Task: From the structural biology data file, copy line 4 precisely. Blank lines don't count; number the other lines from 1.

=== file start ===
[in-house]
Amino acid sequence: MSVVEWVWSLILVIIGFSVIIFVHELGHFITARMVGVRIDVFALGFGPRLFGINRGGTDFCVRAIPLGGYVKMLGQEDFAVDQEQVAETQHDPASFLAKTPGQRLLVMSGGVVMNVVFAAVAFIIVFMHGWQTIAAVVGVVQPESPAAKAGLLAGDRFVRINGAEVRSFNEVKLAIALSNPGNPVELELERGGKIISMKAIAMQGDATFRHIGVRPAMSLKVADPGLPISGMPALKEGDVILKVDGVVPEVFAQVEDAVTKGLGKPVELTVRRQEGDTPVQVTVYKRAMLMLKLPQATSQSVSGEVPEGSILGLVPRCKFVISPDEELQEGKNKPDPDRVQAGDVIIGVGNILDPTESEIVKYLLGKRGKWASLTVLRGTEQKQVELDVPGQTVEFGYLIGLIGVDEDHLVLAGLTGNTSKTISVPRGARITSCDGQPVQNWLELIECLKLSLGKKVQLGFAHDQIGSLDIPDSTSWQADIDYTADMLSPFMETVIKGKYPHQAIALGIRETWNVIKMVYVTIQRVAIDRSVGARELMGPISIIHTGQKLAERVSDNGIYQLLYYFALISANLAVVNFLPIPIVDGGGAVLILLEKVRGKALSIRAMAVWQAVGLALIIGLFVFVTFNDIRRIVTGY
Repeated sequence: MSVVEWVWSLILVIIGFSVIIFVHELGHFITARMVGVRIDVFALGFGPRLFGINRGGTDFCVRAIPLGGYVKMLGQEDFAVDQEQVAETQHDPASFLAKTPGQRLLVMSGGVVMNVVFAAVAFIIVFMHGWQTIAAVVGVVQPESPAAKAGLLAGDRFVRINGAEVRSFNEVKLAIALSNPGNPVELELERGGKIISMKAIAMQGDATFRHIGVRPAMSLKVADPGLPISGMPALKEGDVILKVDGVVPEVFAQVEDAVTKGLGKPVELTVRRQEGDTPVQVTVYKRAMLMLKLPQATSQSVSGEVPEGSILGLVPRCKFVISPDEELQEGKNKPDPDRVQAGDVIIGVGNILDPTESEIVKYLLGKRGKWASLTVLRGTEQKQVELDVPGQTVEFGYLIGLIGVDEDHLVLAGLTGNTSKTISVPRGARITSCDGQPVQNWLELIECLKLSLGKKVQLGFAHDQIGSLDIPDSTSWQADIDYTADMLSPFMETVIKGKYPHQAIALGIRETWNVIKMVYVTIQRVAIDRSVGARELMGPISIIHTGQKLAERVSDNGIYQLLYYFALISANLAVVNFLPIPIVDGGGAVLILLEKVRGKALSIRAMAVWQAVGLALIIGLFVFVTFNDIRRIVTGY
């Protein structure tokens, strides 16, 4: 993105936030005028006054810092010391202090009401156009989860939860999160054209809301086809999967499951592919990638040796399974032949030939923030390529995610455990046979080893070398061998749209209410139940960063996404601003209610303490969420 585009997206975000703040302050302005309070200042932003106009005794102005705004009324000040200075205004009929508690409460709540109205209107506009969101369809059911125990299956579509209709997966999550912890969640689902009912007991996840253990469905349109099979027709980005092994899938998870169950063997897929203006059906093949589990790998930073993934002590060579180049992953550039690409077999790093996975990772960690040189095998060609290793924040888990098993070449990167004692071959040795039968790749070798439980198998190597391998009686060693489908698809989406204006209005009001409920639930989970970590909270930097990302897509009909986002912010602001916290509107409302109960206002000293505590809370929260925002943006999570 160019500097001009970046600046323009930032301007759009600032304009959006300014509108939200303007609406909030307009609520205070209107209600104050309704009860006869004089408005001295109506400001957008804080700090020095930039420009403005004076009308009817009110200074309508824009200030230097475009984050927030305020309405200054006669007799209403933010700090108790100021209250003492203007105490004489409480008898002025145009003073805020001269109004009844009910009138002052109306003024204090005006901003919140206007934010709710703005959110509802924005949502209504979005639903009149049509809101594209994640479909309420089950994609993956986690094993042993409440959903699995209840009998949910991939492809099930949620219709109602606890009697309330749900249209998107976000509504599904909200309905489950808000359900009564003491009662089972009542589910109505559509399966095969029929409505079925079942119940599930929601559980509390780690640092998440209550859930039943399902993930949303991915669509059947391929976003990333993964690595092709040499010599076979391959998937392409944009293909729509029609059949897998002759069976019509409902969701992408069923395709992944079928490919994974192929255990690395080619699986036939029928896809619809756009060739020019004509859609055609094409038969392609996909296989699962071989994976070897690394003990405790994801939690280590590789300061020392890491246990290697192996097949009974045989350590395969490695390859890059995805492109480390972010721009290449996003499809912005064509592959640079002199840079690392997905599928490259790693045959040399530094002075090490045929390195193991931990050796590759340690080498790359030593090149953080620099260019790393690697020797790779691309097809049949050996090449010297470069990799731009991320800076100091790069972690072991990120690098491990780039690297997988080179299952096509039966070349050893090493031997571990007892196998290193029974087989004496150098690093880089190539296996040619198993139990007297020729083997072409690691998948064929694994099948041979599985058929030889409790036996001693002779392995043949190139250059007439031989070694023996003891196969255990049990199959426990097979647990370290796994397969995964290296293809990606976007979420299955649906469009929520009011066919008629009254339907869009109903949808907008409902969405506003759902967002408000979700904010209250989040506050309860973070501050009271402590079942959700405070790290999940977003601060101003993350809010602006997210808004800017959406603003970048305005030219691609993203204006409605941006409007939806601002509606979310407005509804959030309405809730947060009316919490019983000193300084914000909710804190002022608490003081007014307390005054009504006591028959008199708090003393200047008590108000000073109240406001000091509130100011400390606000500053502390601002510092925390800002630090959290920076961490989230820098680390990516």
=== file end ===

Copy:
């Protein structure tokens, strides 16, 4: 993105936030005028006054810092010391202090009401156009989860939860999160054209809301086809999967499951592919990638040796399974032949030939923030390529995610455990046979080893070398061998749209209410139940960063996404601003209610303490969420 585009997206975000703040302050302005309070200042932003106009005794102005705004009324000040200075205004009929508690409460709540109205209107506009969101369809059911125990299956579509209709997966999550912890969640689902009912007991996840253990469905349109099979027709980005092994899938998870169950063997897929203006059906093949589990790998930073993934002590060579180049992953550039690409077999790093996975990772960690040189095998060609290793924040888990098993070449990167004692071959040795039968790749070798439980198998190597391998009686060693489908698809989406204006209005009001409920639930989970970590909270930097990302897509009909986002912010602001916290509107409302109960206002000293505590809370929260925002943006999570 160019500097001009970046600046323009930032301007759009600032304009959006300014509108939200303007609406909030307009609520205070209107209600104050309704009860006869004089408005001295109506400001957008804080700090020095930039420009403005004076009308009817009110200074309508824009200030230097475009984050927030305020309405200054006669007799209403933010700090108790100021209250003492203007105490004489409480008898002025145009003073805020001269109004009844009910009138002052109306003024204090005006901003919140206007934010709710703005959110509802924005949502209504979005639903009149049509809101594209994640479909309420089950994609993956986690094993042993409440959903699995209840009998949910991939492809099930949620219709109602606890009697309330749900249209998107976000509504599904909200309905489950808000359900009564003491009662089972009542589910109505559509399966095969029929409505079925079942119940599930929601559980509390780690640092998440209550859930039943399902993930949303991915669509059947391929976003990333993964690595092709040499010599076979391959998937392409944009293909729509029609059949897998002759069976019509409902969701992408069923395709992944079928490919994974192929255990690395080619699986036939029928896809619809756009060739020019004509859609055609094409038969392609996909296989699962071989994976070897690394003990405790994801939690280590590789300061020392890491246990290697192996097949009974045989350590395969490695390859890059995805492109480390972010721009290449996003499809912005064509592959640079002199840079690392997905599928490259790693045959040399530094002075090490045929390195193991931990050796590759340690080498790359030593090149953080620099260019790393690697020797790779691309097809049949050996090449010297470069990799731009991320800076100091790069972690072991990120690098491990780039690297997988080179299952096509039966070349050893090493031997571990007892196998290193029974087989004496150098690093880089190539296996040619198993139990007297020729083997072409690691998948064929694994099948041979599985058929030889409790036996001693002779392995043949190139250059007439031989070694023996003891196969255990049990199959426990097979647990370290796994397969995964290296293809990606976007979420299955649906469009929520009011066919008629009254339907869009109903949808907008409902969405506003759902967002408000979700904010209250989040506050309860973070501050009271402590079942959700405070790290999940977003601060101003993350809010602006997210808004800017959406603003970048305005030219691609993203204006409605941006409007939806601002509606979310407005509804959030309405809730947060009316919490019983000193300084914000909710804190002022608490003081007014307390005054009504006591028959008199708090003393200047008590108000000073109240406001000091509130100011400390606000500053502390601002510092925390800002630090959290920076961490989230820098680390990516």